“Among the consequences — a Navy shrinking well short of its 355-ship goal and an Air Force declining significantly faster than its replenishment rate,” he continues.
“Moreover, with defence spending on operations and maintenance growing slower than inflation, there’s a risk of a prolongation of the readiness problems that have plagued the force since 2017.
“All this bodes poorly for an Indo-Pacific strategic balance in which China’s growing military might already has a coercive quality of its own.”
Such risks, he adds, might have been tolerable if the budget request included investments aimed at strengthening the US’ foothold in the Indo-Pacific over the next decade.
“After all, structural deficiencies in the armed forces can be mitigated for key regions – as the Pentagon has done for the Middle East and Europe – by prioritising the military demands of those theatres,” he writes.
But the analyst points out that the 2021-22 budget request has “all but dissolved” the US’ $5.1 billion investment to bolster Indo-Pacific Command via the Pacific Deterrence Initiative.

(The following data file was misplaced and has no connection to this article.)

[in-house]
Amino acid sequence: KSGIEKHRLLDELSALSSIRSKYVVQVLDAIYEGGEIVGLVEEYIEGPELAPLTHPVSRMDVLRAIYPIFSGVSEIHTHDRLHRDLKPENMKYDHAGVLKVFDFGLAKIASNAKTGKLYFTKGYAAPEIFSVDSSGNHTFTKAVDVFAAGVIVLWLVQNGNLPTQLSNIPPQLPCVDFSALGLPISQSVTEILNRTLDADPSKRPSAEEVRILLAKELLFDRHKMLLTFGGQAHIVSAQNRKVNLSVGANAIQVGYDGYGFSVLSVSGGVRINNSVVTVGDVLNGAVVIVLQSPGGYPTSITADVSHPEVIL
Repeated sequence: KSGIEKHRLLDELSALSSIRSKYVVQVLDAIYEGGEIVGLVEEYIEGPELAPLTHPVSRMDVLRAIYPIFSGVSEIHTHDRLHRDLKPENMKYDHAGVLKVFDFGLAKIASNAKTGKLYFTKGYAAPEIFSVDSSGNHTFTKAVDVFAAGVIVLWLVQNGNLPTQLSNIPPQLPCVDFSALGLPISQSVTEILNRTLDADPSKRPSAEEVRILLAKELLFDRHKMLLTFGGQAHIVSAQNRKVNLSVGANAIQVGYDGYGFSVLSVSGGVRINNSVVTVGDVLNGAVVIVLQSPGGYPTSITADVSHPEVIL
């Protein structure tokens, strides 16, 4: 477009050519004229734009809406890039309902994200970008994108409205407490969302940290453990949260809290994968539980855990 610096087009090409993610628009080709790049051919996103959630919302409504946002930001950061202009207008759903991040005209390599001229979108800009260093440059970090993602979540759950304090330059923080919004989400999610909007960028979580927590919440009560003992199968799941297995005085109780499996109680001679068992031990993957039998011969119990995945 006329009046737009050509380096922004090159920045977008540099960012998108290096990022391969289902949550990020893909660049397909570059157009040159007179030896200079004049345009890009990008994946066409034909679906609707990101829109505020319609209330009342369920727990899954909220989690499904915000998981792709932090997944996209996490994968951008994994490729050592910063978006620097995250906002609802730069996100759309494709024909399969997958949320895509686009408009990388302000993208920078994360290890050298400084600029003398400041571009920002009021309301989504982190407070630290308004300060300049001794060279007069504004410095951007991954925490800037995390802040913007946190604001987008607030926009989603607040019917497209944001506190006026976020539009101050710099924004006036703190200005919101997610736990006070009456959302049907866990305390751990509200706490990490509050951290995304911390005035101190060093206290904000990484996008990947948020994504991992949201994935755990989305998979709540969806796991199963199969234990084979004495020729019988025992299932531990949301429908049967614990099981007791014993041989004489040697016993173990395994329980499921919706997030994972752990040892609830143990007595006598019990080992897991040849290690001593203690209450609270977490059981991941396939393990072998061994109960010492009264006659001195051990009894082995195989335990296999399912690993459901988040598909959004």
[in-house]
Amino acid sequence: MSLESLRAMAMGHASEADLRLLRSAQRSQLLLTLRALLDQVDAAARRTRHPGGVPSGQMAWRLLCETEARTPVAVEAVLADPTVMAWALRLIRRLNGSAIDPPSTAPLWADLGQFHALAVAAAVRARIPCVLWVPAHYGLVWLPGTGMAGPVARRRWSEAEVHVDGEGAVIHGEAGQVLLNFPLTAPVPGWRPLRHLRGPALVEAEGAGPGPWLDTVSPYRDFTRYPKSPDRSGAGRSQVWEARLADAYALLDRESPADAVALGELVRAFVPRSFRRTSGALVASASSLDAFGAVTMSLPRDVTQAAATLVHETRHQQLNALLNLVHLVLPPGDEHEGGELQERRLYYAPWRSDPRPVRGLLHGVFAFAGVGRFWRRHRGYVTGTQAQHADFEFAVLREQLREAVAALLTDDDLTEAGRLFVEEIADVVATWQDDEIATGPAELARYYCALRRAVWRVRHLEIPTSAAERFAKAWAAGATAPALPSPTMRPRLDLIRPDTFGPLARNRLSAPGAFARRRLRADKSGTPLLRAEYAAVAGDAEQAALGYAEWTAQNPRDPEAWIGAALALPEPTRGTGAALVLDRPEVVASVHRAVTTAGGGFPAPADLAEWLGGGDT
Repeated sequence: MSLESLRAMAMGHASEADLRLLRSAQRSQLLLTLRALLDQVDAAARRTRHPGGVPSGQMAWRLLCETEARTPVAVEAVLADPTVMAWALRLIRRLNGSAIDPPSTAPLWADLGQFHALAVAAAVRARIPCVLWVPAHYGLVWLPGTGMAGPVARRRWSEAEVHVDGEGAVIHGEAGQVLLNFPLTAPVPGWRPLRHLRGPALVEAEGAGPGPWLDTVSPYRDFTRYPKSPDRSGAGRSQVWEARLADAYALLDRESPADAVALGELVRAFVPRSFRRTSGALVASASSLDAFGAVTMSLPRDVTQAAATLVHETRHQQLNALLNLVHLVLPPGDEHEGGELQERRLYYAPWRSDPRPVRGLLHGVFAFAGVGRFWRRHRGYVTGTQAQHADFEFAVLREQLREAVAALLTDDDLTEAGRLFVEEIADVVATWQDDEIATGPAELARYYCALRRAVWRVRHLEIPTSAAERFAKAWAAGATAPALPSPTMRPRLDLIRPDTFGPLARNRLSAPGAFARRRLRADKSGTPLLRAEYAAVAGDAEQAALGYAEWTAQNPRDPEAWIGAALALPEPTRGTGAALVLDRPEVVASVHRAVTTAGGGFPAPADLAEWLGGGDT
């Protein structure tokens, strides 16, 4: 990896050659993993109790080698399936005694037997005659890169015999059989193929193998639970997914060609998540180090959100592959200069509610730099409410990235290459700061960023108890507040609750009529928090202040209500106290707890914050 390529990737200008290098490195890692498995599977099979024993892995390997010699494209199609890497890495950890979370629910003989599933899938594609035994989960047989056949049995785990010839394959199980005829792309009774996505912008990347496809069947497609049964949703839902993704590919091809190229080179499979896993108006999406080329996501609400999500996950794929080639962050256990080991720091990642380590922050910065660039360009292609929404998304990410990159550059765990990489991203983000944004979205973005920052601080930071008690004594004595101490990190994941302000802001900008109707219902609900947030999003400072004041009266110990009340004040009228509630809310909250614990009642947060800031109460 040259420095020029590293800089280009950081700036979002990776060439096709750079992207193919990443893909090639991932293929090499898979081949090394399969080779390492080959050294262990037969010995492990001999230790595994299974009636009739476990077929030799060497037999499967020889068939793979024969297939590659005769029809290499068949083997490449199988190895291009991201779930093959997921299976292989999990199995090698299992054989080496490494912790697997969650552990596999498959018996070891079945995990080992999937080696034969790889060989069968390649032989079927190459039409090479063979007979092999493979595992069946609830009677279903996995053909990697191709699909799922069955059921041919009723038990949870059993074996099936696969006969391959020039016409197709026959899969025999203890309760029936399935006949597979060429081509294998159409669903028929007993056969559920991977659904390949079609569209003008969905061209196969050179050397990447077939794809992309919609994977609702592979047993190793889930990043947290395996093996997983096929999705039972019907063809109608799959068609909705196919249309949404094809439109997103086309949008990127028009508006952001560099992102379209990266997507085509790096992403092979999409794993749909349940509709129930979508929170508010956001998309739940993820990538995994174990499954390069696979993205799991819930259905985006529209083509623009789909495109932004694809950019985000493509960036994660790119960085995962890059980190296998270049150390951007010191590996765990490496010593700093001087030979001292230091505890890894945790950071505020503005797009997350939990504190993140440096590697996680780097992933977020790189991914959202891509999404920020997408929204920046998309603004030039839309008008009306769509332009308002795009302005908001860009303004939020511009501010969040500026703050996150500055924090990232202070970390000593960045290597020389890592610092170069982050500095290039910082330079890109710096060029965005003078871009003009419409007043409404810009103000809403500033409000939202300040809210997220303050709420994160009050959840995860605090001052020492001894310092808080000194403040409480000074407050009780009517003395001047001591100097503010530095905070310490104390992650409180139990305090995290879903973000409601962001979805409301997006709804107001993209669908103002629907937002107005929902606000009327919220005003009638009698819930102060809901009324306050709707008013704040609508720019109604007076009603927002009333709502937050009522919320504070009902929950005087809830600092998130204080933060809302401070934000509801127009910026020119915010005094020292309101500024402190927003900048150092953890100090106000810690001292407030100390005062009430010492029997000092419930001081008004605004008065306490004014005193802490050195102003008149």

“Drawn-up with bipartisan congressional support by former US Indo-Pacific commander, Admiral Philip Davidson, this initiative should be funding a more resilient and distributed military posture for US forces west of Hawaii; boosting regional stocks of munitions, fuel, and logistics enablers; strengthening integrated air defences and radars; and increasing exercises and capacity-building assistance with frontline allies and partners,” Townshend argues.
“Such efforts would reduce near-term risks of deterrence failure by enhancing America’s ability to deny China a quick and easy victory in contested parts of the region.
“But these priorities have been ditched in favour of buying ships and aircraft that may never even venture into the Pacific.”
Some reports have even suggested that the initiative was watered down because Indo-Pacific mobilisation was, in Townshend’s words, “too dangerous”.
“These are not the signals that Washington should be sending its Indo-Pacific allies,” the analyst adds.